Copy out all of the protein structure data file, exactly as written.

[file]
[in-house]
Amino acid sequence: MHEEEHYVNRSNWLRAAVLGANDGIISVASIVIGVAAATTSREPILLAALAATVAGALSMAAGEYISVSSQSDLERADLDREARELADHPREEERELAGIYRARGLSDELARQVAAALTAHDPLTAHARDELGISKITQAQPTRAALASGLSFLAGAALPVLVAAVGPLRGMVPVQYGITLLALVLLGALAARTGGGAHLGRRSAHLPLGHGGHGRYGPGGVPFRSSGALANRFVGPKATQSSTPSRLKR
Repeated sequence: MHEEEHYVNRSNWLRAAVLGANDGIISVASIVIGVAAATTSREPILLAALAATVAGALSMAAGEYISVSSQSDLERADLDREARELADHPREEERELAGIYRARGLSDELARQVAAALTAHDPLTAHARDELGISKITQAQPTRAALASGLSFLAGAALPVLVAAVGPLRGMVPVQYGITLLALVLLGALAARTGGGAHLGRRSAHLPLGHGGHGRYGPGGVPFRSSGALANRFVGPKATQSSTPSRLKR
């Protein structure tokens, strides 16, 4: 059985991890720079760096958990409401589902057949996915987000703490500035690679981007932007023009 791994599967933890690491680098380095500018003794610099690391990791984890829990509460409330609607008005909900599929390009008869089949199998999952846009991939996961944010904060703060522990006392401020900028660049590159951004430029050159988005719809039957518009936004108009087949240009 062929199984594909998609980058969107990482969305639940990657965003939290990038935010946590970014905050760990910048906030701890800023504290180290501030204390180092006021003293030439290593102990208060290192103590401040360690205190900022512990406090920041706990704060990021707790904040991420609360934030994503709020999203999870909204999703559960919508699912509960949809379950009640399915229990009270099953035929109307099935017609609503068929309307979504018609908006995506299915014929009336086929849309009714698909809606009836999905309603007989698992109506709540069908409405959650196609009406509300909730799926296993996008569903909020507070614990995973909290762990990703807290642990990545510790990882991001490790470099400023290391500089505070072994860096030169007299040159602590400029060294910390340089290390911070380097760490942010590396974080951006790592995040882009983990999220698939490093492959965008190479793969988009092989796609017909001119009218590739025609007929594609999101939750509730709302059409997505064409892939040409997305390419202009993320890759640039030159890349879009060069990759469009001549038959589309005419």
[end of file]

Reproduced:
[in-house]
Amino acid sequence: MHEEEHYVNRSNWLRAAVLGANDGIISVASIVIGVAAATTSREPILLAALAATVAGALSMAAGEYISVSSQSDLERADLDREARELADHPREEERELAGIYRARGLSDELARQVAAALTAHDPLTAHARDELGISKITQAQPTRAALASGLSFLAGAALPVLVAAVGPLRGMVPVQYGITLLALVLLGALAARTGGGAHLGRRSAHLPLGHGGHGRYGPGGVPFRSSGALANRFVGPKATQSSTPSRLKR
Repeated sequence: MHEEEHYVNRSNWLRAAVLGANDGIISVASIVIGVAAATTSREPILLAALAATVAGALSMAAGEYISVSSQSDLERADLDREARELADHPREEERELAGIYRARGLSDELARQVAAALTAHDPLTAHARDELGISKITQAQPTRAALASGLSFLAGAALPVLVAAVGPLRGMVPVQYGITLLALVLLGALAARTGGGAHLGRRSAHLPLGHGGHGRYGPGGVPFRSSGALANRFVGPKATQSSTPSRLKR
């Protein structure tokens, strides 16, 4: 059985991890720079760096958990409401589902057949996915987000703490500035690679981007932007023009 791994599967933890690491680098380095500018003794610099690391990791984890829990509460409330609607008005909900599929390009008869089949199998999952846009991939996961944010904060703060522990006392401020900028660049590159951004430029050159988005719809039957518009936004108009087949240009 062929199984594909998609980058969107990482969305639940990657965003939290990038935010946590970014905050760990910048906030701890800023504290180290501030204390180092006021003293030439290593102990208060290192103590401040360690205190900022512990406090920041706990704060990021707790904040991420609360934030994503709020999203999870909204999703559960919508699912509960949809379950009640399915229990009270099953035929109307099935017609609503068929309307979504018609908006995506299915014929009336086929849309009714698909809606009836999905309603007989698992109506709540069908409405959650196609009406509300909730799926296993996008569903909020507070614990995973909290762990990703807290642990990545510790990882991001490790470099400023290391500089505070072994860096030169007299040159602590400029060294910390340089290390911070380097760490942010590396974080951006790592995040882009983990999220698939490093492959965008190479793969988009092989796609017909001119009218590739025609007929594609999101939750509730709302059409997505064409892939040409997305390419202009993320890759640039030159890349879009060069990759469009001549038959589309005419």